“It is a truth universally acknowledged, that a Jane Austen devotee in possession of the good fortune of a couple of free hours must be in want of this virtual walk.”
Sense and sensibility for sure – because we’re on the trail of the great novelist.
Pride and prejudice too – a lot of pride in toniest [that lovely American adjective] Mayfair; and as for the prejudice there…
The walk is in Mayfair. This is where Jane Austen frequented when visiting her banking brother, Henry. Like all good bankers he went bankrupt and ruined himself, family and friends. His uncle lost £10,000; his rich brother, £20,000. (that is 2/5ths of the fortune of Willoughby’s wife, equal to the income of Darcy, 100 times the annual income of Mrs Austen after her husband died). Jane herself lost £13.
This is where Jane based the London section of Sense and Sensibility. So it’s a fascinating place to follow the immoral Willoughby, sensible Elinor, overwrought Marianne, dull but nice Edward Ferrars, dull and horrible Robert Ferrars, stolid Colonel Brandon, vulgar but kind Mrs Jennings and her unforgivably vulgar daughter Mrs Palmer with her despairing husband; and the Steeles gals ruthlessly working their assets.
Mayfair was also the centre of the Ton – the wealthy elite of Regency London. It was here that the French Royal family in exile hung out. The haunt of Beau Brummel and the Prince Regent, loungers-in-chief who were so well satirised in the figure of Persuasion’s Sir Walter Elliot. This is where the rich shopped for guns, swords, cigars, snuff, hats, shoes, tailored clothes, uniforms, cures for constipation, wine, prostitutes, and lovers. They came to visit art galleries, see panoramas of European Cities, to ‘see the invisible woman living in her glass jar’, to choose their Wedgwood pottery.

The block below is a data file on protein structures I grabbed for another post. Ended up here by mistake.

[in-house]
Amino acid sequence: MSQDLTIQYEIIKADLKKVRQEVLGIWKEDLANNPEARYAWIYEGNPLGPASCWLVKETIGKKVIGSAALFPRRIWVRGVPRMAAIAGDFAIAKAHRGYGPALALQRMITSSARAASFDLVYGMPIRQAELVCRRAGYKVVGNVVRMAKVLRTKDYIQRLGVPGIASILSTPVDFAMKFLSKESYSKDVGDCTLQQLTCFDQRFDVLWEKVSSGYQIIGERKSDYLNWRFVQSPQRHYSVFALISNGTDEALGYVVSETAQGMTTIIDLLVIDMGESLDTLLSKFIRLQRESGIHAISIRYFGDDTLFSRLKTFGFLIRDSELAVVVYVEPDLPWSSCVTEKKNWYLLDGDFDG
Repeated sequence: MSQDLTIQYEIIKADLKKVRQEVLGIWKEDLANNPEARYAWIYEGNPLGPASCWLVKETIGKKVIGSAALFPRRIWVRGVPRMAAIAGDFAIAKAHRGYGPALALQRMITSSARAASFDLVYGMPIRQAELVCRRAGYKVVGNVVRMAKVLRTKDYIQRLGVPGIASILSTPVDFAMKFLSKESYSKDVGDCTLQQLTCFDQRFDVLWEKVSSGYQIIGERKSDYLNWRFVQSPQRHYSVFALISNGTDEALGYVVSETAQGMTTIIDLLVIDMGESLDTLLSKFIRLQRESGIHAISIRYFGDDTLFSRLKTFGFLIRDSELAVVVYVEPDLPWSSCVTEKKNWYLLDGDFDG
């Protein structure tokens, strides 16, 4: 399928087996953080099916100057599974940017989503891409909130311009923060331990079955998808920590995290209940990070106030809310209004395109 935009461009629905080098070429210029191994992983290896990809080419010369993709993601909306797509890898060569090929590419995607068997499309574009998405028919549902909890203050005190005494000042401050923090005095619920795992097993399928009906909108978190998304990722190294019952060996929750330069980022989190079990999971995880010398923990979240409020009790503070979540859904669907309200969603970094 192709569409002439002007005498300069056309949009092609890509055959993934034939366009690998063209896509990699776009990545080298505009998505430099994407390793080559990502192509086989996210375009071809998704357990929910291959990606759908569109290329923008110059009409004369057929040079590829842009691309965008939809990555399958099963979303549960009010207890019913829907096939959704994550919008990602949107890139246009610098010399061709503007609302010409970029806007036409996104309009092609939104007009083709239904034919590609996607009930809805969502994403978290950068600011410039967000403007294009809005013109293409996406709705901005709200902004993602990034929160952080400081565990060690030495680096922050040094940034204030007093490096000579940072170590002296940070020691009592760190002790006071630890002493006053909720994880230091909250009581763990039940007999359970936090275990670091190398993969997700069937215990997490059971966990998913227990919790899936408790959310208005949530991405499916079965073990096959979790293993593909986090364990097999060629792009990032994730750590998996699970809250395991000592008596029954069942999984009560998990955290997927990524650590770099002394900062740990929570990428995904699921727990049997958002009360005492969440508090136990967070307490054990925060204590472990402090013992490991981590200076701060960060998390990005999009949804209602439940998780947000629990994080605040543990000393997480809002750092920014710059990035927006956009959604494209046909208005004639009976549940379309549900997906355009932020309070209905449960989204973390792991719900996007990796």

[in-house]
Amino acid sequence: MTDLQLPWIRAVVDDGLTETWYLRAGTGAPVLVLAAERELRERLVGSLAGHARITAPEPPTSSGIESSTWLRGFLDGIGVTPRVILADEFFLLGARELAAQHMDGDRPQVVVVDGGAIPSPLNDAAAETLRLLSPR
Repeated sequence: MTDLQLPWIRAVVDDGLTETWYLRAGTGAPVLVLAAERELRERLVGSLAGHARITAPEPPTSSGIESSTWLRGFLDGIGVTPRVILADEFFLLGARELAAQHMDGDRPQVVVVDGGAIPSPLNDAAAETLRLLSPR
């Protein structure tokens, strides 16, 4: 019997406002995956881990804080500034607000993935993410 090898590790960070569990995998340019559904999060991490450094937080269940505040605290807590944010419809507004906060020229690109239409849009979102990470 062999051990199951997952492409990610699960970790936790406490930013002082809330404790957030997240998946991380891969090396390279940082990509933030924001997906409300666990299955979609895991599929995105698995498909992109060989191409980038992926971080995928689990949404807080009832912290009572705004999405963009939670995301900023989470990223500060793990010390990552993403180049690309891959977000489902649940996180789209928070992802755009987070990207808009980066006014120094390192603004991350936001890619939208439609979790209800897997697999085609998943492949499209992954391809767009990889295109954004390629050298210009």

And what is astonishing is this is where the mega-rich do the same sort of thing now. All the top brands are here, and the Russian Oligarchs, the rich of the Gulf States, and every other country in the world. And most marvellously many of the shops survive into the present day. The same shops and shop fronts still in use. They catered to the stupidly wealthy of the 18th Century are now catering for the stupidly wealthy of the 21st Century. Want to buy a luxury yachts? You are in the right place.